The Songbird

 

 

Last month I spent a week in Utah taking care of grandchildren. Being with Emily and Jimmy was great, but what I’m writing about was even better. Every morning, including the one when I woke up to a silent blanket of snow that made me feel as if I was in a Christmas card, a solitary songbird, greeted the day from a roof top at the end of the street.

His song was heart-breakingly beautiful. It was flute-like, sung so clear and sweet into the morning I had to go outside and find him. He was alone, and I wondered if he was the first of his flock to arrive in Saratoga Springs where the trees are as new as the subdivisions, so that they are small, and hardly sturdy places for nests. Was he looking for a mate? Had he been blown off course? What kind was he? Why was he there, this one, solitary bird, singing into the morning with such gladness I wanted to cry. Why?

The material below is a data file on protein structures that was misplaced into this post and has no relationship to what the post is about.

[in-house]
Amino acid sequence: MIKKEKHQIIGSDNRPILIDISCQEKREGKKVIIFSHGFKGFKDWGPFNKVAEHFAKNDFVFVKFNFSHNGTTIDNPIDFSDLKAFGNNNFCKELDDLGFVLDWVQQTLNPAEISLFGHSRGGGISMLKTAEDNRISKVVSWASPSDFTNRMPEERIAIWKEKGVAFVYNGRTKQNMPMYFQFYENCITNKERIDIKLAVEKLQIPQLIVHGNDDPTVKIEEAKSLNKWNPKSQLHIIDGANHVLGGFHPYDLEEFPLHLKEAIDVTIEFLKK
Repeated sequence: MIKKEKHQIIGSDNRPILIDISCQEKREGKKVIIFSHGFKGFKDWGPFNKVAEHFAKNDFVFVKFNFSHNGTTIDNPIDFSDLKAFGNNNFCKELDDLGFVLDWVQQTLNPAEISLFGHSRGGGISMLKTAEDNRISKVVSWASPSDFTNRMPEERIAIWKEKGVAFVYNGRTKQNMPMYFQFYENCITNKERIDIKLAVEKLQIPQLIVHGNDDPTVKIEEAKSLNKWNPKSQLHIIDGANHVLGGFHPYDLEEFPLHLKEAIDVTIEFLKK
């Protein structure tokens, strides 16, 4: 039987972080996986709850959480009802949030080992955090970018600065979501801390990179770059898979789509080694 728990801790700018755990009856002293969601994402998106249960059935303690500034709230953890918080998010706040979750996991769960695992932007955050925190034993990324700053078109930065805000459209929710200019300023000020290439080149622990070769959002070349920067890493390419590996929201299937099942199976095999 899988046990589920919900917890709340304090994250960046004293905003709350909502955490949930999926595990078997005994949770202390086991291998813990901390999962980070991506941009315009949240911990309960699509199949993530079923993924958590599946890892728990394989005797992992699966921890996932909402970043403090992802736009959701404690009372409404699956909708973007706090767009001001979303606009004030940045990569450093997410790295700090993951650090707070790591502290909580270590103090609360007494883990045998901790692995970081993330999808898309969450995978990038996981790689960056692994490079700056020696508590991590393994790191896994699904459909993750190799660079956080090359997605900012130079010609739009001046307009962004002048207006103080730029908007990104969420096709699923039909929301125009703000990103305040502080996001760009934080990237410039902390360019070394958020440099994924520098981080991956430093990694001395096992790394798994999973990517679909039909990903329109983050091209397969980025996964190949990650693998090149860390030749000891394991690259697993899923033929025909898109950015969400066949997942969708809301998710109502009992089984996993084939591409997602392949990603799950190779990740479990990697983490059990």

In the face of such music, I thought of contrasts, of the cacophony of our culture and country and was so sad I cried. We, culturally speaking, seem to be on a steep descent away from dignity, honesty, charity, and moving toward judgment, condemnation, anger, and a frightening willingness to let the end justify the means, however repulsive and demeaning they are.  The human voice is becoming harsh and deceitful.

Yet there was this bird and his beautiful, lonely song. I am convinced he came from a better world, a messenger sent to brighten this one.

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